On October 28 and 29, the UW Law School will host "The Constitutionalization of Labor and Employment Law?" an innovative and timely conference at the intersection of labor and employment law and constitutional law. It is the first law school conference that comprehensively focuses on these crucial workplace legal issues.
The conference, which is co-organized by Nathan P. Feinsinger Professor of Labor Law Emerita Carin Clauss and Visiting Professor of Law Paul M. Secunda, reexamines to what extent constitutional law can and should inform workplace law. It comes at a crucial time as the nation faces tough questions about workplace structures and governance.
Leading scholars in constitutional, labor, employment, and employment discrimination law will participate in the conference. Speakers include: Mark Tushnet of Harvard Law School, Vicki Schultz of Yale Law School, George Rutherglen of the University of Virginia School of Law; Ken Dau-Schmidt of Indiana University Mauer School of Law, Kermit Roosevelt of the University of Pennsylvania Law School, and Pauline Kim of the Washington University School of Law. These, and other prominent scholars, will produce an exceptional volume of articles on this increasingly important topic for Wisconsin and the United States. Papers from the conference are due to be published in the Wisconsin Journal of Law, Gender, and Society.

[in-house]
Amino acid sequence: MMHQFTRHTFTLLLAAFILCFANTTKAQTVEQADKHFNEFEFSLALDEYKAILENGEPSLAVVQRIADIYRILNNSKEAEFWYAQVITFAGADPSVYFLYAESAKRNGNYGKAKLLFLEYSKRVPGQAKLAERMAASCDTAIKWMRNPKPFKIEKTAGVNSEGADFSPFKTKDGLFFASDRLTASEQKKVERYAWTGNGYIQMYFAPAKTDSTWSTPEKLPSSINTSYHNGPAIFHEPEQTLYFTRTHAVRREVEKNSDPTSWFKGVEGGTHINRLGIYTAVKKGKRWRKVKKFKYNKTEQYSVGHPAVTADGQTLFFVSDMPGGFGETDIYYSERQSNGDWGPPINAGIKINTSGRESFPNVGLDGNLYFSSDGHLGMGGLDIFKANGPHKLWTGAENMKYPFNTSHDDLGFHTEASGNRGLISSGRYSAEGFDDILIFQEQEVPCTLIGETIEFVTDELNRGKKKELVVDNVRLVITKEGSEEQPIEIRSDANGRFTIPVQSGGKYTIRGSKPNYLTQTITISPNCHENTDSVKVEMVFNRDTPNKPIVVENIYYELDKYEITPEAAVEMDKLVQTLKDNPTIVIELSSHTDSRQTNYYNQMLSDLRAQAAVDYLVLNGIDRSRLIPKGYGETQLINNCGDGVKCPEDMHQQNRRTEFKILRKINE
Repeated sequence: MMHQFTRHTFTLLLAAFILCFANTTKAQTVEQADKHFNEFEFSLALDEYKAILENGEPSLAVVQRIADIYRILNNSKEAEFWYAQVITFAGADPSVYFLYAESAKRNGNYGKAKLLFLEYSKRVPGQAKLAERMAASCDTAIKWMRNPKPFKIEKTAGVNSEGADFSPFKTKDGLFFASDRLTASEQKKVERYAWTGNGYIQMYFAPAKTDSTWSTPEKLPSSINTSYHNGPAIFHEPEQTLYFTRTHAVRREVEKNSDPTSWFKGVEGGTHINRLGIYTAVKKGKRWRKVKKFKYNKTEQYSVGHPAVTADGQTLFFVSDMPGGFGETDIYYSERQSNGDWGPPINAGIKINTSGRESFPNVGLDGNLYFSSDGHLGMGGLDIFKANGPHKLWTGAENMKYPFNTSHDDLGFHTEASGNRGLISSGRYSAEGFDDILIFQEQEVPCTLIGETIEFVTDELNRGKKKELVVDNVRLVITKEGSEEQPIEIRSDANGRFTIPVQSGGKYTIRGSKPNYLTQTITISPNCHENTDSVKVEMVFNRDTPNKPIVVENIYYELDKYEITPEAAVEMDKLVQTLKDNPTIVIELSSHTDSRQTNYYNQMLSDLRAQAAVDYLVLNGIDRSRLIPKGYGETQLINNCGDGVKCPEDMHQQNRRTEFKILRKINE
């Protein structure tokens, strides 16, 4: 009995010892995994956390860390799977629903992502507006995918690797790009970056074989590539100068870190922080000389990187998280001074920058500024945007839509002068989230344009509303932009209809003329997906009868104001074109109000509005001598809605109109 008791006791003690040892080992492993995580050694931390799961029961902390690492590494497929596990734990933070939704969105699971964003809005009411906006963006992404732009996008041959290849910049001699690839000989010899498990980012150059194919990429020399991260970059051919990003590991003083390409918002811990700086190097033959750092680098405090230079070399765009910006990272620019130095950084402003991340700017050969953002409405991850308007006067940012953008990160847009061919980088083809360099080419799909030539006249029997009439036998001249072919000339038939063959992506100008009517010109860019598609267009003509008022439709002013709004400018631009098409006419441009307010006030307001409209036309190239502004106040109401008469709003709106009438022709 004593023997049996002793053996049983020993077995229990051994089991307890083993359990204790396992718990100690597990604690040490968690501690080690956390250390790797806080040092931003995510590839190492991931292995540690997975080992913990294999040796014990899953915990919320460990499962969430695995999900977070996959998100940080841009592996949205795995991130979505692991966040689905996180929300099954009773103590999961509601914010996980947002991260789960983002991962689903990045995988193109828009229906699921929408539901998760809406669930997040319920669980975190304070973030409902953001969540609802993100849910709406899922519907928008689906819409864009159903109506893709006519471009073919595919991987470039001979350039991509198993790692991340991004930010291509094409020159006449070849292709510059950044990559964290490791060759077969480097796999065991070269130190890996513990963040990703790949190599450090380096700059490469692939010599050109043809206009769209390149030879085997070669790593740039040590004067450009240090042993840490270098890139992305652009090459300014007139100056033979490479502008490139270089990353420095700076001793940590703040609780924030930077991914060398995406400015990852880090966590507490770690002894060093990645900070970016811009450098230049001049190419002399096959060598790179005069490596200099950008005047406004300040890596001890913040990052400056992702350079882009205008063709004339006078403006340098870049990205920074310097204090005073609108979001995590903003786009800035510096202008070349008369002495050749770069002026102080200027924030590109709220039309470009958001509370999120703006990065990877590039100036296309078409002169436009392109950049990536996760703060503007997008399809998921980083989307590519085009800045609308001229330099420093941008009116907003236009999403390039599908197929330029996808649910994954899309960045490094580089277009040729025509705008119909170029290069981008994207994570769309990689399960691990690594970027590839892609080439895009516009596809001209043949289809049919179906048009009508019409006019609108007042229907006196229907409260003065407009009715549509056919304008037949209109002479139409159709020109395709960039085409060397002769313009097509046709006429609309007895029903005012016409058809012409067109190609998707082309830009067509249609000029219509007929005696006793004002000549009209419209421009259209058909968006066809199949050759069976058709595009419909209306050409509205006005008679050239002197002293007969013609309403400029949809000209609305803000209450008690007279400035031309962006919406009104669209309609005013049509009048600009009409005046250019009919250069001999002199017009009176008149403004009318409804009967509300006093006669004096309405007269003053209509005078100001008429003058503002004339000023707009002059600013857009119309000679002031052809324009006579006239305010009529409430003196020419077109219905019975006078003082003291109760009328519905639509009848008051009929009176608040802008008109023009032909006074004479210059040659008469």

UW Law School Dean Margaret Raymond expressed the school's excitement to be hosting this event, noting that it is "truly a gathering of the best scholars in the field." The conference continues the Law School’s scholarly contributions to the development and implementation of a number of public policies benefitting the nation’s workforce – from the first functioning workers' compensation law, the first unemployment compensation law, the first public sector bargaining law, and a number of initiatives concerning the rights of women.
To learn more and register for the conference, go here.
Submitted by UW Law News on October 12, 2011
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